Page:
Adamjee Muslim High School, Jetpur, Gujrat, India
At Wahed, we find great inspiration in the examples of our investors, their stories, their principles, and their contributions to humanity. They remind us of the values and ethics our business is based on and the social impact we wish to leave. Here is just one inspiring example from our esteemed investors…
The history of The House of Adamjee is a saga in its own right, spanning 4 South Asian countries and dating back roughly 140 years. It began with the dynasty’s patriarch, Sir Adamjee Haji Dawood. Haji Dawood was born in 1880 to a Memon household in Jetpur, Gujrat, during the British occupation of India.
Rags to Riches in Rangoon
Haji Dawood showed promising business acumen and a strong work ethic from a young age, despite his limited schooling experience. In the 1890s, his drive for self-determination brought him to Burma, where he spent several years as a matchbook maker. He used this time to develop his business reporter and build the resources needed to see his own industrial vision through to fruition.
His dreams were realised by establishing history in Yangon [formerly Rangoon]. Between 1922 and 1927, Haji Dawood’s business saw immense success. However, it was a short-lived venture. Towards the end of the decade, the complex was seized and nationalised by the Burmese government. Whilst many might have buckled in the face of such obstacles, Haji Dawood saw an opportunity and refused to throw in the towel. He returned to India and set up another factory, a jute mill in Calcutta.
Textiles was one of India’s most ancient and famous industries, with Indian fabrics being the muse of Roman and Persian royalty in the days of antiquity. It was also one of the many commercial sectors which the colonial force of the British East India Company had forcibly monopolised. The Adamjee Jute Mill LTD. was among the first major indigenous competitors to this monopoly and was the first Muslim public company.
Dawn after Darkness
Haji Dawood would find his assets seized and nationalised once again following the Indian Partition of 1947. Like the previous occasion, this setback did little to hamper Adamjee’s spirit; in fact, it only bolstered his ingenuity and ambition as he moved to East Pakistan [modern day Bangladesh] and established what was then the largest Jute Mill in the world.
At that time, the Bengal province constituted over 40% of the world’s jute crop, which Haji Dawood made great use of. His factory employed roughly 25,000 workers, with 3,000 operating looms. An onsite housing complex was built specifically for the workers at the factory. Though the group would have numerous other operations in the province, the Jute Mill was its flagship enterprise, exporting its products to more than 50 countries.
Sir Adamjee was not simply a commercially minded man but a socially conscious one as well. He placed a great emphasis on education and contributed to establishing numerous institutes of learning across the subcontinent. Beyond his Philanthropy, he was also a close friend of Muhammad Ali Jinnah, the eventual founder of Pakistan. Jinnah often sought council with Haji Dawood, who would play a significant role within the Muslim League, being one of its primary advisors and financial backers.
Adamjee would continue his community service in the fledgling nation which he now called home. Amidst the turbulence and disorder brought about by the mass migration and displacement, Haji Dawood played a crucial role in mobilising the Memom community towards migration and was responsible for establishing vital institutions such as Pakistan’s State Bank, which was founded upon Adamjee’s advice to Jinnah. Before the independence movement, he also helped lay the foundations for Orient Airways alongside M.A. Ispahani. Orient Airways would later become Pakistan’s flag-bearing airline PIA (Pakistan International Airlines).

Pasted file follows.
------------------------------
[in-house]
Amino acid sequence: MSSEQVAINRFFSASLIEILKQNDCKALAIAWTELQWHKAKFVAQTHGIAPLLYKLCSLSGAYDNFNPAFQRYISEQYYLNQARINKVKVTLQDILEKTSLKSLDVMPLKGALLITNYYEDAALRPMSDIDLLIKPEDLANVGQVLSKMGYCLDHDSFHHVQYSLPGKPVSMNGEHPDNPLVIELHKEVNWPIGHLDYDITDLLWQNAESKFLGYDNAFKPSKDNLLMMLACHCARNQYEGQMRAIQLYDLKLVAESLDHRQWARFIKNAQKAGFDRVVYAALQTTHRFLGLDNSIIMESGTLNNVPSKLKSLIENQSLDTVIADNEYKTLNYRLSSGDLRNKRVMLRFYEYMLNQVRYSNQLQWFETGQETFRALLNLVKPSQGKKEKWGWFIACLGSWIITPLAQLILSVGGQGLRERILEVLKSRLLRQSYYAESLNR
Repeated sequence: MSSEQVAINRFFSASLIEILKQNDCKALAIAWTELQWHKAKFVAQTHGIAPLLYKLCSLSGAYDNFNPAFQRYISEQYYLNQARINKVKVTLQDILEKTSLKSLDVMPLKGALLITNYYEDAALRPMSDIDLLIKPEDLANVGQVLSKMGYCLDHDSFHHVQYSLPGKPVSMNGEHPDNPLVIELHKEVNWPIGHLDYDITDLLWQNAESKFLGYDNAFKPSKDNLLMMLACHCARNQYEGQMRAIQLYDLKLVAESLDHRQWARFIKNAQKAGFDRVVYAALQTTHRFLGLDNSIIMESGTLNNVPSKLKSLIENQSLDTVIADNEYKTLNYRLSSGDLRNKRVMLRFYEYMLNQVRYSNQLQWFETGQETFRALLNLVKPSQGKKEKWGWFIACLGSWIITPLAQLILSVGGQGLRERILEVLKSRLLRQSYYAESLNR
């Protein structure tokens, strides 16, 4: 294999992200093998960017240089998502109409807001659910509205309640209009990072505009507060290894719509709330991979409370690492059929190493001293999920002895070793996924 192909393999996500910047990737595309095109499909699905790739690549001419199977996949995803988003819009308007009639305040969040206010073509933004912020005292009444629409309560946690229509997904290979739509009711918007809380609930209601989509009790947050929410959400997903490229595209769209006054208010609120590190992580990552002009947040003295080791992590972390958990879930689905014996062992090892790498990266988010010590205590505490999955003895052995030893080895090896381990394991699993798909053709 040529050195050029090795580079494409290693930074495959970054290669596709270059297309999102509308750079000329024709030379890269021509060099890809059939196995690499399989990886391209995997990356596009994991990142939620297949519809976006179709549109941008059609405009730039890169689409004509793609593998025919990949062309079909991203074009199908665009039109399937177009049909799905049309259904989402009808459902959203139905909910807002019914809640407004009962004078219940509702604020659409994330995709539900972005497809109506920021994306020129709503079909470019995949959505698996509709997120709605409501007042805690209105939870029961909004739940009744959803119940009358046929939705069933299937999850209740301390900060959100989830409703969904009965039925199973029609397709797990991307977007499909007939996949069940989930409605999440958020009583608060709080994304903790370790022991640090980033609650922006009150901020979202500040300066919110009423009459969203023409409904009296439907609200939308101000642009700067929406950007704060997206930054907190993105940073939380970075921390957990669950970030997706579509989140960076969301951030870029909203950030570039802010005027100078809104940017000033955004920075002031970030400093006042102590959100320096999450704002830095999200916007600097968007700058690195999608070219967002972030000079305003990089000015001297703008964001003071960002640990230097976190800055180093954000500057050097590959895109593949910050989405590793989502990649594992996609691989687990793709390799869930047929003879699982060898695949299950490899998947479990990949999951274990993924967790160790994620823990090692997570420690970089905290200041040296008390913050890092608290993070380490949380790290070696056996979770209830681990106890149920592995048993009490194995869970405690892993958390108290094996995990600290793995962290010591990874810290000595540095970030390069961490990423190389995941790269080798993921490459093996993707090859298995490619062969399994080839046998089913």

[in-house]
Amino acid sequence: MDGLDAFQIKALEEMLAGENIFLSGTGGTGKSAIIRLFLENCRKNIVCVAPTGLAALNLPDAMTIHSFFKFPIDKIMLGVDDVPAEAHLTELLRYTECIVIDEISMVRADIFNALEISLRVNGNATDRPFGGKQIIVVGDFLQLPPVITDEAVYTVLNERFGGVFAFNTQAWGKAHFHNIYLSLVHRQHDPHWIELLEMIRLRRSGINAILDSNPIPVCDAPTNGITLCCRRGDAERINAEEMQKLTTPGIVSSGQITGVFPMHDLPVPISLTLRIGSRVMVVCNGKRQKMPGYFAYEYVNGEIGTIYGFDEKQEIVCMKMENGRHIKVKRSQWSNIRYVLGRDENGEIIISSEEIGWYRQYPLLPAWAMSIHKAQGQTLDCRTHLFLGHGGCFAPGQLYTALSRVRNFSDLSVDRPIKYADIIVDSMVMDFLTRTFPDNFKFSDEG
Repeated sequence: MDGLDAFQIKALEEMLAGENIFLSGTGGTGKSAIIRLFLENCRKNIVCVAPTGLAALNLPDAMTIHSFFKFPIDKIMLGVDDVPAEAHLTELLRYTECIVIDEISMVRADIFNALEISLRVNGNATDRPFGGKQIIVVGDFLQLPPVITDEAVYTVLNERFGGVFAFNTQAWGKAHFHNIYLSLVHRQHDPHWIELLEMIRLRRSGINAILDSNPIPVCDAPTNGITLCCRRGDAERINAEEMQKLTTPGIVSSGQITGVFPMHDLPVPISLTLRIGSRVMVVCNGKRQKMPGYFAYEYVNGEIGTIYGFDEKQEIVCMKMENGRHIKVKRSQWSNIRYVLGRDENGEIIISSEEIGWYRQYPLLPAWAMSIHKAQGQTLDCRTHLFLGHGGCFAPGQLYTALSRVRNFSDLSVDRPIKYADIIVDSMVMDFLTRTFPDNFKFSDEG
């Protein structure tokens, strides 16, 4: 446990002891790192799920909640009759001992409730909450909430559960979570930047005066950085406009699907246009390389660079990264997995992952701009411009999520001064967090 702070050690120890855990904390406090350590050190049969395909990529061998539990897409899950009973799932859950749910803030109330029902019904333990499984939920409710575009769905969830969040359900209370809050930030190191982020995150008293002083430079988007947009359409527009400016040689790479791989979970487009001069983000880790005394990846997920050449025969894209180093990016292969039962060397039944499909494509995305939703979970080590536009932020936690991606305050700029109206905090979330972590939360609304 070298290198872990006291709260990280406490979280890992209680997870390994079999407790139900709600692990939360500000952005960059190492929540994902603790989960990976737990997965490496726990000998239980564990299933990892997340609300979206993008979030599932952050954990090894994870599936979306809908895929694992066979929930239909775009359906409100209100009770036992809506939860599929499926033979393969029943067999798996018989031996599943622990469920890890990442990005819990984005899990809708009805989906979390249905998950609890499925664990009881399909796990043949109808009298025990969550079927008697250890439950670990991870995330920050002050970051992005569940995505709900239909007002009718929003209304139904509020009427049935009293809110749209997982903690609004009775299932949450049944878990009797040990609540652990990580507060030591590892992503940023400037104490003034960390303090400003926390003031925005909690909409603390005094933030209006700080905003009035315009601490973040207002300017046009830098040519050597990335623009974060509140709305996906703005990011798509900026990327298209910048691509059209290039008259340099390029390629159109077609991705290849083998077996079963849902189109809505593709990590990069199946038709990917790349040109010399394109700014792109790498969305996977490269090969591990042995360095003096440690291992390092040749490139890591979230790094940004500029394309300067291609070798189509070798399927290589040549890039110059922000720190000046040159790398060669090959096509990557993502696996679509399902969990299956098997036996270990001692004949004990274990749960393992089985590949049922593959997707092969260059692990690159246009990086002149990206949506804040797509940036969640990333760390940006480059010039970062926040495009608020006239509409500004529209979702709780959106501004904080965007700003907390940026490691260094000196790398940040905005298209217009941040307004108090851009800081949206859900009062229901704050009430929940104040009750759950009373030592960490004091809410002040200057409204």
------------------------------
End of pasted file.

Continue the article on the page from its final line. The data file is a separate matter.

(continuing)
Ode to an Icon
Haji Dawood passed away in January of 1948 in the city of Karachi. His demise was described by Jinnah himself as a national loss. Despite Haji Dawood having only witnessed the earliest days of Pakistan, his legacy was already cemented, and his absence was felt across the nation. Sir Haji Dawood was succeeded by his son, Abdul Wahid Adamjee, who not only took on his father’s entrepreneurial and philanthropic mantle but carried that same dualistic spirit to new heights. Under Abdul Wahid, the Adamjee group expanded beyond the subcontinent into Malaysia, Lebanon and even the UK. For a time, the conglomerate encompassed more than 40 operations across finance and its root trade of consumer goods (textiles, tea etc.). However, as experienced by his father, this success would not come without adversity, specifically in another wave of governmental acquisition. The famed Jute Mill and all of the family’s other assets in East Pakistan were seized by the newly founded government of Bangladesh following secession in the early 1970s. In that same decade, the Bhutto administration’s own nationalising program led to the group losing a sizable portion of its assets in West Pakistan.
In response to these losses, the group resolved to diversify further, branching out into other industries such as petroleum, polymers, engineering and investment, to name but a few. Today the House of Adamjee remains among some of Pakistan’s richest families and is arguably most historic. They maintain one of the largest charitable foundations in the country, which funds various institutes of education and healthcare centres. Simultaneously, their business expands and develops, rising to new challenges and venturing into new and emerging industries.
We here at Wahed are privileged in having such an iconic investor. The story of this house is one of the epic proportions, with inspiring examples of resilience, ingenuity and compassion for the community, all of which are qualities we hope to embody in our business.